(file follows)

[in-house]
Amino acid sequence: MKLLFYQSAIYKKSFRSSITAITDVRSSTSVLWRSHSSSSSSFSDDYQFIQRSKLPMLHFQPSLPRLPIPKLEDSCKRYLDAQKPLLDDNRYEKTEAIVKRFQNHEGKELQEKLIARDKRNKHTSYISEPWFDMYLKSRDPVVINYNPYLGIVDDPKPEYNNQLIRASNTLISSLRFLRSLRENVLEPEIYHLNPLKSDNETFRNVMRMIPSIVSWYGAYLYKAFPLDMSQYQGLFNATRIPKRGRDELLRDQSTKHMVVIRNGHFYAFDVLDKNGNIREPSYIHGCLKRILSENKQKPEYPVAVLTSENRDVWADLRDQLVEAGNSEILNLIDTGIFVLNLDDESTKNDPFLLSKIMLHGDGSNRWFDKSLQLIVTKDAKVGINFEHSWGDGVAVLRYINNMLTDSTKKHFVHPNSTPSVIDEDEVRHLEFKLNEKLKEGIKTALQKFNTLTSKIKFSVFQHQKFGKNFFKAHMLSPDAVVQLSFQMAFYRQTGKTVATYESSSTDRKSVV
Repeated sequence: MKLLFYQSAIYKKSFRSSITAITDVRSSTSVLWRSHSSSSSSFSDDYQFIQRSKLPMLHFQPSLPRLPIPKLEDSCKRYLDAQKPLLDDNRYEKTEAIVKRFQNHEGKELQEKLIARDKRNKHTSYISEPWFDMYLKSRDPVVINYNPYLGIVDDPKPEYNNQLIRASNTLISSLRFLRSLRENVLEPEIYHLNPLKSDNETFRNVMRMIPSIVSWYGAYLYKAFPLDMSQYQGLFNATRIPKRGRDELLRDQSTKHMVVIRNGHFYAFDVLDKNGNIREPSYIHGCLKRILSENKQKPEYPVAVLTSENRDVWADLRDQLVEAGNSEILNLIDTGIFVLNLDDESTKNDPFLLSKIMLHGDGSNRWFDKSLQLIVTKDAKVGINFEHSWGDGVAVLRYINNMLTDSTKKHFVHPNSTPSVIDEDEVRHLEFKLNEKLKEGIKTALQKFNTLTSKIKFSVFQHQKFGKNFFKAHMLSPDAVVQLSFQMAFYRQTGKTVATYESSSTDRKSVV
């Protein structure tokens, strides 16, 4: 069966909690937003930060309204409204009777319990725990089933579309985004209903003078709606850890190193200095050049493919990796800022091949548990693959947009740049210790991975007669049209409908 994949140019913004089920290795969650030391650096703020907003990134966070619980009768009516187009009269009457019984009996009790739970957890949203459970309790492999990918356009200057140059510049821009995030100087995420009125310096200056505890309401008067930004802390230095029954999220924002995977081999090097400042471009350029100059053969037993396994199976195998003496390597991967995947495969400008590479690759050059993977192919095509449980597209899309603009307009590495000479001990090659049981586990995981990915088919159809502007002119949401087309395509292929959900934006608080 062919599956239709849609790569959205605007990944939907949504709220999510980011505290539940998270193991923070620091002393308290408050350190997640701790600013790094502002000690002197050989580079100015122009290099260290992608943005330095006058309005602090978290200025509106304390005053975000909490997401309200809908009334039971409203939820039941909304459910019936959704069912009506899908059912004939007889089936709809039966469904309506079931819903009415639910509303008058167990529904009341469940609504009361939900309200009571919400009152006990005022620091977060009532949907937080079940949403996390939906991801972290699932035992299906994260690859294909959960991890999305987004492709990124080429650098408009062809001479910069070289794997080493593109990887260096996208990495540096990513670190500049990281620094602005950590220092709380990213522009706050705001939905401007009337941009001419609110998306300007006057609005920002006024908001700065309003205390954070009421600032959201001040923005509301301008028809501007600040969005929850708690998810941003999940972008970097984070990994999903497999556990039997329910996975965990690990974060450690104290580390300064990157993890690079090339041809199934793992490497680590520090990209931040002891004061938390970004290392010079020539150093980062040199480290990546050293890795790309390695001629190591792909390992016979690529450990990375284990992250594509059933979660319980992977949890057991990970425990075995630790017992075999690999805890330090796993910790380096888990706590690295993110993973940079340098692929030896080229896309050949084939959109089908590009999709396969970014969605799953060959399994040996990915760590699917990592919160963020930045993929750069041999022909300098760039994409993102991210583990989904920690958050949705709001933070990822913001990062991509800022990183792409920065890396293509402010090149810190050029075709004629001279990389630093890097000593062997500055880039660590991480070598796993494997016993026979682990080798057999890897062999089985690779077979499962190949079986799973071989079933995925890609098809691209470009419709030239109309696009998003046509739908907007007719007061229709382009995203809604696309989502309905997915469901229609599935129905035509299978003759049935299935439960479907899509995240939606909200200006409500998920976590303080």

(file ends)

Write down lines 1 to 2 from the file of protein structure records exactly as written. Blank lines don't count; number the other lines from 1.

[in-house]
Amino acid sequence: MKLLFYQSAIYKKSFRSSITAITDVRSSTSVLWRSHSSSSSSFSDDYQFIQRSKLPMLHFQPSLPRLPIPKLEDSCKRYLDAQKPLLDDNRYEKTEAIVKRFQNHEGKELQEKLIARDKRNKHTSYISEPWFDMYLKSRDPVVINYNPYLGIVDDPKPEYNNQLIRASNTLISSLRFLRSLRENVLEPEIYHLNPLKSDNETFRNVMRMIPSIVSWYGAYLYKAFPLDMSQYQGLFNATRIPKRGRDELLRDQSTKHMVVIRNGHFYAFDVLDKNGNIREPSYIHGCLKRILSENKQKPEYPVAVLTSENRDVWADLRDQLVEAGNSEILNLIDTGIFVLNLDDESTKNDPFLLSKIMLHGDGSNRWFDKSLQLIVTKDAKVGINFEHSWGDGVAVLRYINNMLTDSTKKHFVHPNSTPSVIDEDEVRHLEFKLNEKLKEGIKTALQKFNTLTSKIKFSVFQHQKFGKNFFKAHMLSPDAVVQLSFQMAFYRQTGKTVATYESSSTDRKSVV